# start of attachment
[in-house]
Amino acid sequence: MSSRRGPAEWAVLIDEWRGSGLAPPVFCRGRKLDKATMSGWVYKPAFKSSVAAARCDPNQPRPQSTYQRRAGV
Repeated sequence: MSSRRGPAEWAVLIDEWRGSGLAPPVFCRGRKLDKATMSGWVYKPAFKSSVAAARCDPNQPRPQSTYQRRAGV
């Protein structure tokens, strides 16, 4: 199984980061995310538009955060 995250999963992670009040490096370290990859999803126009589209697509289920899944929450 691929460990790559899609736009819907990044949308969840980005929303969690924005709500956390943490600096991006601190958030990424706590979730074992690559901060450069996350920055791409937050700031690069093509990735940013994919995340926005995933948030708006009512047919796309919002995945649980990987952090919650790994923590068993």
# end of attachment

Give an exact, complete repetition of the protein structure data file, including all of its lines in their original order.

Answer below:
[in-house]
Amino acid sequence: MSSRRGPAEWAVLIDEWRGSGLAPPVFCRGRKLDKATMSGWVYKPAFKSSVAAARCDPNQPRPQSTYQRRAGV
Repeated sequence: MSSRRGPAEWAVLIDEWRGSGLAPPVFCRGRKLDKATMSGWVYKPAFKSSVAAARCDPNQPRPQSTYQRRAGV
């Protein structure tokens, strides 16, 4: 199984980061995310538009955060 995250999963992670009040490096370290990859999803126009589209697509289920899944929450 691929460990790559899609736009819907990044949308969840980005929303969690924005709500956390943490600096991006601190958030990424706590979730074992690559901060450069996350920055791409937050700031690069093509990735940013994919995340926005995933948030708006009512047919796309919002995945649980990987952090919650790994923590068993």